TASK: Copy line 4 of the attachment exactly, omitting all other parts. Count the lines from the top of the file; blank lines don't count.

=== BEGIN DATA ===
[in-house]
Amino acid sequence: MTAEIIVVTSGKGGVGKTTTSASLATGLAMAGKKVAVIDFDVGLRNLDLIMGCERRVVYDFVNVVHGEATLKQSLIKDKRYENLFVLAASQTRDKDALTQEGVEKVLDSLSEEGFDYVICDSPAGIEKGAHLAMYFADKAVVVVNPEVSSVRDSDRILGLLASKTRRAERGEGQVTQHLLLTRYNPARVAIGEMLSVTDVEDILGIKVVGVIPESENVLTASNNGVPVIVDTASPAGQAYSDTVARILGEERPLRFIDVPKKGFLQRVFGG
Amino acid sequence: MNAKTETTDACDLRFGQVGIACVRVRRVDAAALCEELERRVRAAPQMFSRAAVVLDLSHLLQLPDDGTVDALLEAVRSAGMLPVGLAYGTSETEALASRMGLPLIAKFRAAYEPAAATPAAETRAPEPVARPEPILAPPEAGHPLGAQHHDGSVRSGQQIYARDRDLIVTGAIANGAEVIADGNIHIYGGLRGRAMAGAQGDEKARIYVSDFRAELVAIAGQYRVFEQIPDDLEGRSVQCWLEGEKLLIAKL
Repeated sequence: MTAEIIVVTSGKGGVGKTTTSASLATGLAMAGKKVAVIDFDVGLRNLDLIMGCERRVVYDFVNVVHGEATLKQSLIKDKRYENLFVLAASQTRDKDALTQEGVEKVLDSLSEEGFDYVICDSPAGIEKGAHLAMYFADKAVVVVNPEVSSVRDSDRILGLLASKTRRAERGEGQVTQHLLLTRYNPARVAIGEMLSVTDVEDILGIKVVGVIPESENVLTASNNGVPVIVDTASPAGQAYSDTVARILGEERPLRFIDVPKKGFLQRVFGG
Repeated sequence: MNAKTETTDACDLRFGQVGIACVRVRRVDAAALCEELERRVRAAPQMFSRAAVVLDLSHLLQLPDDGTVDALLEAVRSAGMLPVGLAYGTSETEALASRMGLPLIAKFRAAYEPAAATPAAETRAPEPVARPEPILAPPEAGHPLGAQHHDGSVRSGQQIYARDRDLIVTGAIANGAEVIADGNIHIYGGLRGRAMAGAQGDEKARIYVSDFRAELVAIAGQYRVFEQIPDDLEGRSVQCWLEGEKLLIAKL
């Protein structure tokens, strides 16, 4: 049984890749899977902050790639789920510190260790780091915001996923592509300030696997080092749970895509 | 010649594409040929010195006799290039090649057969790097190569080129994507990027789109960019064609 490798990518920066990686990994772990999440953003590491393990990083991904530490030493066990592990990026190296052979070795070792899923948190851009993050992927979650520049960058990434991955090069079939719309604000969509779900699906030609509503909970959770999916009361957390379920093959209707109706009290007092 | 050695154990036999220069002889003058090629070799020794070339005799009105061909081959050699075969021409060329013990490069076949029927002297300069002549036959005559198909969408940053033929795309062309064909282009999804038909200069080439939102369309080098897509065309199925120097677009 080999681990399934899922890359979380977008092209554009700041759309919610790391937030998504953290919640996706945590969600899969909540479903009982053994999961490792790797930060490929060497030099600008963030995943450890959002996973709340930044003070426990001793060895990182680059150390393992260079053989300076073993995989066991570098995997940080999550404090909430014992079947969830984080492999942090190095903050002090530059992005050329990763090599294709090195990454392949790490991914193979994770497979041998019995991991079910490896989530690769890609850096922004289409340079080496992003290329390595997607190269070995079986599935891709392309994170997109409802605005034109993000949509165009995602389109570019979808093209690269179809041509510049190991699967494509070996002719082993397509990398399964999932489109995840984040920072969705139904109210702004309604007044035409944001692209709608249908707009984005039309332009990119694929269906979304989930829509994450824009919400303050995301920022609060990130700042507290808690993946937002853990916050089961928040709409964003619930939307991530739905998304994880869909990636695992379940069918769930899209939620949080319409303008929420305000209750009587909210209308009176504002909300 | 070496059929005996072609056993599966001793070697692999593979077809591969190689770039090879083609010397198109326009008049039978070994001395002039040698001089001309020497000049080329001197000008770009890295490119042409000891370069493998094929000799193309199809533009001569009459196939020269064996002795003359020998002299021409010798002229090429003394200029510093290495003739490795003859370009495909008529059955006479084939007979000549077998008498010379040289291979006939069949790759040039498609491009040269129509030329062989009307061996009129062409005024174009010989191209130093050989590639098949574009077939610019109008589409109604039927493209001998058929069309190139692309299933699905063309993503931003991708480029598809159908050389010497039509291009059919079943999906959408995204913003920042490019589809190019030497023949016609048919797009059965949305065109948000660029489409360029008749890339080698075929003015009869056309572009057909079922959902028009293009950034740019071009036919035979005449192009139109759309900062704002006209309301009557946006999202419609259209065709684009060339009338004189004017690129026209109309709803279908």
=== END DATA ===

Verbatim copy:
Repeated sequence: MTAEIIVVTSGKGGVGKTTTSASLATGLAMAGKKVAVIDFDVGLRNLDLIMGCERRVVYDFVNVVHGEATLKQSLIKDKRYENLFVLAASQTRDKDALTQEGVEKVLDSLSEEGFDYVICDSPAGIEKGAHLAMYFADKAVVVVNPEVSSVRDSDRILGLLASKTRRAERGEGQVTQHLLLTRYNPARVAIGEMLSVTDVEDILGIKVVGVIPESENVLTASNNGVPVIVDTASPAGQAYSDTVARILGEERPLRFIDVPKKGFLQRVFGG